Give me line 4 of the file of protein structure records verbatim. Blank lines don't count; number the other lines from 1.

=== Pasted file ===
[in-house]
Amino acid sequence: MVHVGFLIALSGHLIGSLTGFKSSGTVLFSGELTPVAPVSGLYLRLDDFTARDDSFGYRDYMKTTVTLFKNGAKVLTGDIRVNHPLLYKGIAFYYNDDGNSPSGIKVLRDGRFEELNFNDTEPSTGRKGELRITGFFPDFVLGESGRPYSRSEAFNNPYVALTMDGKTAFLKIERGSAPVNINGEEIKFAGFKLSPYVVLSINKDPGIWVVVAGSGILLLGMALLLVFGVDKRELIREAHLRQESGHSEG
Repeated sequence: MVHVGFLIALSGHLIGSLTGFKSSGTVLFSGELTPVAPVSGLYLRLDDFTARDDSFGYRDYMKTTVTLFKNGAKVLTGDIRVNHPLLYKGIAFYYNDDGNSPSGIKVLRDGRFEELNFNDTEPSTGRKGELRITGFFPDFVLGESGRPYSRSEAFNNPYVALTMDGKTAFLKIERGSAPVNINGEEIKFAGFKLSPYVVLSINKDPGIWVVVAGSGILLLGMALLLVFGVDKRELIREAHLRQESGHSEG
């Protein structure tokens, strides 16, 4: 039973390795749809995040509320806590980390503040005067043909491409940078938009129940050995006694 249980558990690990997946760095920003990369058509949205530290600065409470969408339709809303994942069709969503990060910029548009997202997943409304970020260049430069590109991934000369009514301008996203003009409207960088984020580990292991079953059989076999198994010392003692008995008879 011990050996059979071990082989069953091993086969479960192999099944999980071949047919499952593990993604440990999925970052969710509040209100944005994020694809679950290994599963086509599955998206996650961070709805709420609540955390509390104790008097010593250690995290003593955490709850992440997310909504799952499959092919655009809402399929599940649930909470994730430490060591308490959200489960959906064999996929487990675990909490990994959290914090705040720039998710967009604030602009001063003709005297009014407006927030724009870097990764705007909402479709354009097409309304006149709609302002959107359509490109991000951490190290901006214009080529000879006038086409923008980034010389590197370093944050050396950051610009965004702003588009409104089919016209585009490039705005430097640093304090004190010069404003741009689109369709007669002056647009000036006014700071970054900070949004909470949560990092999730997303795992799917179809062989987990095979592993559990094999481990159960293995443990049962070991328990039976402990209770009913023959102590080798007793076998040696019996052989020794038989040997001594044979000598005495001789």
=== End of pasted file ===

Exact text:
């Protein structure tokens, strides 16, 4: 039973390795749809995040509320806590980390503040005067043909491409940078938009129940050995006694 249980558990690990997946760095920003990369058509949205530290600065409470969408339709809303994942069709969503990060910029548009997202997943409304970020260049430069590109991934000369009514301008996203003009409207960088984020580990292991079953059989076999198994010392003692008995008879 011990050996059979071990082989069953091993086969479960192999099944999980071949047919499952593990993604440990999925970052969710509040209100944005994020694809679950290994599963086509599955998206996650961070709805709420609540955390509390104790008097010593250690995290003593955490709850992440997310909504799952499959092919655009809402399929599940649930909470994730430490060591308490959200489960959906064999996929487990675990909490990994959290914090705040720039998710967009604030602009001063003709005297009014407006927030724009870097990764705007909402479709354009097409309304006149709609302002959107359509490109991000951490190290901006214009080529000879006038086409923008980034010389590197370093944050050396950051610009965004702003588009409104089919016209585009490039705005430097640093304090004190010069404003741009689109369709007669002056647009000036006014700071970054900070949004909470949560990092999730997303795992799917179809062989987990095979592993559990094999481990159960293995443990049962070991328990039976402990209770009913023959102590080798007793076998040696019996052989020794038989040997001594044979000598005495001789």